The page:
For Sale: Bricks of History

Historic bricks from the UM Oval walkways.

MISSOULA – You can't go back in time, but you can own a piece of it – if you've got $50 bucks, a construction project and some elbow grease.

The University of Montana is selling historic bricks from the campus Oval walkways, repurposed from a large-scale reconstruction project this summer that renovated UM’s cherished Oval walkways to make smoother and safter for transportation.

Chris Newlon
Chris Newlon, UM maintenance supervisor, sits near thousands of historic UM bicks currently up for auction to the public.

The $250,000 infrastructure investment replaced the timeworn bricks, many of them damaged from years of freeze-thaw cycles that made wheelchair accessibility and foot and bike transportation difficult. The project concluded this fall with smooth, stamped concrete textured to resemble bricks, honoring UM’s classical aesthetic and original design.

About 60,000 to 70,000 of the original bricks were salvaged from the project, and UM Facilities Services plans to repurpose and reuse them for future campus projects. 

The rest are for up for public auction through Oct. 22, found on UM’s public surplus website at The auction begins at $50 for two half pallets of the 1913 bricks, which includes about 600 individual bricks per auction lot. There are 30 auction lots available to the public.

“We have lots and lots of bricks,” said Chris Newlon, UM maintenance supervisor.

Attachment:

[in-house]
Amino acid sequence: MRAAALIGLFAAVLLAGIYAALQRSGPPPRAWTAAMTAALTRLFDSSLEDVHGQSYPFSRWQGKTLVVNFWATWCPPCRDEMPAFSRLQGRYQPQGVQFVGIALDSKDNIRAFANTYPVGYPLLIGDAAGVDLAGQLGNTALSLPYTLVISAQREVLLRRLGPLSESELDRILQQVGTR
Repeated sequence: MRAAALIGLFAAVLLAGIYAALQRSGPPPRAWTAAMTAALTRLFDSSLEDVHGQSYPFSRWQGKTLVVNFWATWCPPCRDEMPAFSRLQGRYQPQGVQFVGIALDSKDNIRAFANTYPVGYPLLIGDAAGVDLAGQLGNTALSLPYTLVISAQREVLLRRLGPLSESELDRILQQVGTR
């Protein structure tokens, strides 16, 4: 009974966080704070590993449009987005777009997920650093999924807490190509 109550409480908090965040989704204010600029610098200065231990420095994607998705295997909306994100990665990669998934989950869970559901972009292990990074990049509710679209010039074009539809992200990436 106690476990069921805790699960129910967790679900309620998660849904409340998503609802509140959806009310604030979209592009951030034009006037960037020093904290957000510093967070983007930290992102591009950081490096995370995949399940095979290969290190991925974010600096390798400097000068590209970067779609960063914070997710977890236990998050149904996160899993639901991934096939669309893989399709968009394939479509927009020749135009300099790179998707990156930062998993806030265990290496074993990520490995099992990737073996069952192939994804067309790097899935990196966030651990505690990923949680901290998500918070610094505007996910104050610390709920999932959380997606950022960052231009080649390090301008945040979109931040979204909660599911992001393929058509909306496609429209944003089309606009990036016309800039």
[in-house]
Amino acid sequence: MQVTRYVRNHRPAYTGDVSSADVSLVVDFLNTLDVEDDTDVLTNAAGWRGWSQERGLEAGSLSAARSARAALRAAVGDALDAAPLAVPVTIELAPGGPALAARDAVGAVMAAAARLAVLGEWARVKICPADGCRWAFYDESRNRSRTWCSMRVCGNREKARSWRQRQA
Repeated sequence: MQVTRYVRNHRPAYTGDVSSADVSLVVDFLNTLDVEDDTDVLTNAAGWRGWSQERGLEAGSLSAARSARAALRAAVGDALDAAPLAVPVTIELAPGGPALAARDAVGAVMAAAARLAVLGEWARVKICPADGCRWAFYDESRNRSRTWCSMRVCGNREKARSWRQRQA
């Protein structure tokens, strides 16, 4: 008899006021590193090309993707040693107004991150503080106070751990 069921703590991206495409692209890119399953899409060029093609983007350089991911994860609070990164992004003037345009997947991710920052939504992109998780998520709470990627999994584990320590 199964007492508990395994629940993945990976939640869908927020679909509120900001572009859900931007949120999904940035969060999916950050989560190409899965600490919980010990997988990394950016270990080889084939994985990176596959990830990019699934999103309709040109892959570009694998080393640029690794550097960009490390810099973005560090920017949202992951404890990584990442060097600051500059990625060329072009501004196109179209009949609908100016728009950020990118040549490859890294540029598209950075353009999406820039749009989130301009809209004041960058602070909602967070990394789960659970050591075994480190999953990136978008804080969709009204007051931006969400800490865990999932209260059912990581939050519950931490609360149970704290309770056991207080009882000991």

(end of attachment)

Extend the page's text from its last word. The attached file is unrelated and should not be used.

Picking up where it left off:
Newlon said the pallets are ideal for a small-scale projects like a patio, fire ring or a garden project.

“Because these bricks were originally made for roadways, they are heavier (about 6 pounds) than modern bricks and much more durable,” he said. “We encourage anyone with either a construction project or fond memory of the original brick walkways to consider bidding.”

Originally placed on downtown Missoula streets between 1912 and 1914, the bricks were repurposed in 1969 for campus crossways that run east-west and north-south on the Oval in the center of campus. The bricks were made at the former Denny-Renton Clay and Coal Co. in Renton, Washington ꟷ once the largest producers of brick pavers in the world.

The first 80 years, the campus lacked walkways across the Oval, and it was considered taboo to walk across the campus greens. University archives include records of a paddling punishment for those caught breaking the rules and a silent sentinel who blew a whistle when the greens were trespassed.

Eventually, the University plans to sell individual bricks through the Alumni Association and the proceeds will be reserved for future capital improvements. 


Contact: Jody Parrow, UM procurement officer, 406-243-4064,